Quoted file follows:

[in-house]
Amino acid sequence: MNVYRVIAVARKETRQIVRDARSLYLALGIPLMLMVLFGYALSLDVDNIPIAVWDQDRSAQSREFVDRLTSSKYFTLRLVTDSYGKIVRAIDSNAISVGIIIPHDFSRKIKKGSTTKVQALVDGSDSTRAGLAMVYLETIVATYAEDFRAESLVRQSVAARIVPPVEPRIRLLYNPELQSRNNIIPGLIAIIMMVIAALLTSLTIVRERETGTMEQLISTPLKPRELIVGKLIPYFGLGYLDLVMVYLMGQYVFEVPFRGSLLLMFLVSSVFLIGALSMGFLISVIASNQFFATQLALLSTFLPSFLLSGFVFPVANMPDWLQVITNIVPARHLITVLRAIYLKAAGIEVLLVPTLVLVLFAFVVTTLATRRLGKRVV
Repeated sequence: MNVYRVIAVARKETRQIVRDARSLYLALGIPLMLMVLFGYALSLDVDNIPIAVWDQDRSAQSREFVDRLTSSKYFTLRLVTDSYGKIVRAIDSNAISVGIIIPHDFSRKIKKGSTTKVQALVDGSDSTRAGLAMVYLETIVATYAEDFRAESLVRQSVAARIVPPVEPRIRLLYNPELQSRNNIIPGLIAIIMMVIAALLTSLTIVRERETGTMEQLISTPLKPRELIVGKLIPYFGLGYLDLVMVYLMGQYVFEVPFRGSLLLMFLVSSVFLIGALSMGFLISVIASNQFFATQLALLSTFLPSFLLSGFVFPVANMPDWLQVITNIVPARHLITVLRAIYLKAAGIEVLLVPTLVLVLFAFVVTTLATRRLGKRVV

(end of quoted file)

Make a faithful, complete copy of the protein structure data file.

[in-house]
Amino acid sequence: MNVYRVIAVARKETRQIVRDARSLYLALGIPLMLMVLFGYALSLDVDNIPIAVWDQDRSAQSREFVDRLTSSKYFTLRLVTDSYGKIVRAIDSNAISVGIIIPHDFSRKIKKGSTTKVQALVDGSDSTRAGLAMVYLETIVATYAEDFRAESLVRQSVAARIVPPVEPRIRLLYNPELQSRNNIIPGLIAIIMMVIAALLTSLTIVRERETGTMEQLISTPLKPRELIVGKLIPYFGLGYLDLVMVYLMGQYVFEVPFRGSLLLMFLVSSVFLIGALSMGFLISVIASNQFFATQLALLSTFLPSFLLSGFVFPVANMPDWLQVITNIVPARHLITVLRAIYLKAAGIEVLLVPTLVLVLFAFVVTTLATRRLGKRVV
Repeated sequence: MNVYRVIAVARKETRQIVRDARSLYLALGIPLMLMVLFGYALSLDVDNIPIAVWDQDRSAQSREFVDRLTSSKYFTLRLVTDSYGKIVRAIDSNAISVGIIIPHDFSRKIKKGSTTKVQALVDGSDSTRAGLAMVYLETIVATYAEDFRAESLVRQSVAARIVPPVEPRIRLLYNPELQSRNNIIPGLIAIIMMVIAALLTSLTIVRERETGTMEQLISTPLKPRELIVGKLIPYFGLGYLDLVMVYLMGQYVFEVPFRGSLLLMFLVSSVFLIGALSMGFLISVIASNQFFATQLALLSTFLPSFLLSGFVFPVANMPDWLQVITNIVPARHLITVLRAIYLKAAGIEVLLVPTLVLVLFAFVVTTLATRRLGKRVV